The vehicular entrance to the Old Vicarage contains our interpretation of a municipal roundabout! At its centre a clipped Robinia pseudoacacia ‘Umbraculifera’, around this are eight clipped Ilex ‘Golden King’ and sixteen Yews, again clipped as pyramids. This works as an architectural statement whose formality may be softened with extra planting as and when the mood takes us. The roundabout was enclosed with a variegated Box hedge but then Jimmy Goddard from Steelscapes came to install a steel edge to freshen it up. He showed us some rather fetching steel fencing that he had constructed and captivated by this we removed the Box hedging and asked Jimmy to enclose our roundabout with steel fencing approximately 30 centimetres back from the new steel edge. This allows for a strip of planting in front of the new steel basketwork fence that now encloses the roundabout, which lends an air of modernity to the garden thanks to the skill and artistry of Jimmy Goddard.

Moving on we pass through a blue gate, its supports ornamented with gilded spheres and find ourselves in the pedestrian entrance court. The gate here is known as the ‘Postman’s Gate’ because he or she is the only person to use it. Above this gate is a large terracotta coat of arms of the City of Manchester. We bought this many years ago, not because either of us has any connection with Manchester, but for the motto Consilio et Labore. By counsel and labour, roughly interpreted by discussion and damn hard work. Not a bad one for two jobbing gardeners. This area has very gravelly soil and is free draining. Each year we bed this out with a variety of succulents, Aeonium Arboreum ‘Zwartkop’ taking centre stage.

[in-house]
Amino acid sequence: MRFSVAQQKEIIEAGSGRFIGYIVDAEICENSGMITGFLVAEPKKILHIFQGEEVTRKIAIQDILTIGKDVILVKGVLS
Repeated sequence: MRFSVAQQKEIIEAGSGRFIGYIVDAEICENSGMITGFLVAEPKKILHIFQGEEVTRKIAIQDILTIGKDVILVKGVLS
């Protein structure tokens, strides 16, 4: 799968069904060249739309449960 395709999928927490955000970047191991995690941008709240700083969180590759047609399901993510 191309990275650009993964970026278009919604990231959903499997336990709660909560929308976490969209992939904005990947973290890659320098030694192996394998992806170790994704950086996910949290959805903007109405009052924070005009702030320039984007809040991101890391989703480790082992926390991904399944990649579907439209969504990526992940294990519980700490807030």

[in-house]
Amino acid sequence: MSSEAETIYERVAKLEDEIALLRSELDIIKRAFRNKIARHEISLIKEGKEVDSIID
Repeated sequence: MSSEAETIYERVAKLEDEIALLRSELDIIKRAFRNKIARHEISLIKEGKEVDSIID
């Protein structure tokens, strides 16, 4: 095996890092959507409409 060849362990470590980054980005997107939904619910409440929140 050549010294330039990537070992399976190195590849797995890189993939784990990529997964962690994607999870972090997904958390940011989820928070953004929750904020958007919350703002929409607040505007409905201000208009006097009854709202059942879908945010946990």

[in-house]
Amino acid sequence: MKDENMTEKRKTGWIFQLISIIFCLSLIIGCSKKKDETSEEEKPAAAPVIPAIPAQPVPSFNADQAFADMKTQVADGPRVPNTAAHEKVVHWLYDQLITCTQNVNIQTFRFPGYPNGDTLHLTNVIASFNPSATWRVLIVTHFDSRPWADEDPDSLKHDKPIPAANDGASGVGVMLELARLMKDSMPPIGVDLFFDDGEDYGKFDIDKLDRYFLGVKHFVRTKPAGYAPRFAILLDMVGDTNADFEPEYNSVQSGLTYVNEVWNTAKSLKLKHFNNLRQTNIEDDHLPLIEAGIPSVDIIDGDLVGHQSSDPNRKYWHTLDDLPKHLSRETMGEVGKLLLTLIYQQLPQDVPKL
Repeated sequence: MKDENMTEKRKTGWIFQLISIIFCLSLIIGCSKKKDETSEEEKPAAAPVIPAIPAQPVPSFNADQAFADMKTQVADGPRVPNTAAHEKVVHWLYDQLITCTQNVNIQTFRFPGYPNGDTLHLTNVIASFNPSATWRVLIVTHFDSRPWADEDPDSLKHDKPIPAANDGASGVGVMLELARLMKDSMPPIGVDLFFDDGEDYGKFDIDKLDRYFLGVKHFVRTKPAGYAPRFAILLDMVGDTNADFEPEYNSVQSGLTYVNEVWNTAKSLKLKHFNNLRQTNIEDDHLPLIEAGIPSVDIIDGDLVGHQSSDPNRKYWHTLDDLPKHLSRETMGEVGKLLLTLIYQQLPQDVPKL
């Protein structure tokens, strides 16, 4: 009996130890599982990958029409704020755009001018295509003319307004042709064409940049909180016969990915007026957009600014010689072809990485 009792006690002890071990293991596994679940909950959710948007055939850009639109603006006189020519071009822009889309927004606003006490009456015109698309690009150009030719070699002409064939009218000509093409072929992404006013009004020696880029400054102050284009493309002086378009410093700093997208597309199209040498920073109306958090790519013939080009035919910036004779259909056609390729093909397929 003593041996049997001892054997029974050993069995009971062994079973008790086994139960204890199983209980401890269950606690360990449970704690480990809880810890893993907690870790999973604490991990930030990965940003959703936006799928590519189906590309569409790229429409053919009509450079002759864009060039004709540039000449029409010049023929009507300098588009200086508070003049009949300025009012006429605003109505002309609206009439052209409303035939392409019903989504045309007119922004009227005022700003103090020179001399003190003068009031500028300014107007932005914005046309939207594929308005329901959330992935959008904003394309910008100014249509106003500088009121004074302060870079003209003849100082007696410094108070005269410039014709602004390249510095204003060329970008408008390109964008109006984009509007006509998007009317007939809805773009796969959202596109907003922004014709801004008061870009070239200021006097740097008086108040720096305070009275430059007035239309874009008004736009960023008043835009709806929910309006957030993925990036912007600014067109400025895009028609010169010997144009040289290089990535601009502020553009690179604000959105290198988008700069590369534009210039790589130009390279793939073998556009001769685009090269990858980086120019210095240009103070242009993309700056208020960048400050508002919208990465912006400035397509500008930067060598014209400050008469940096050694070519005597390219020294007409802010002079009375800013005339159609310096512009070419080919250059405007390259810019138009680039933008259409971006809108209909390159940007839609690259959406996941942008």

Turning to face the front door of the house we proceed through a gate in the wall to the North Garden. This area is a complete contrast to the entrance drive and courtyard which is hot and dry. Here we enter a green jungle containing palm trees, tree ferns and two particularly good magnolias. Magnolia cylindrica with large white flowers in April, followed by large red seed capsules in September and October and Magnolia ‘Caerhays Belle’ with huge pink flowers 20cms (8inches) across in March which are breathtaking when seen against an azure sky.

Previous GardenNext Garden
Back to Garden List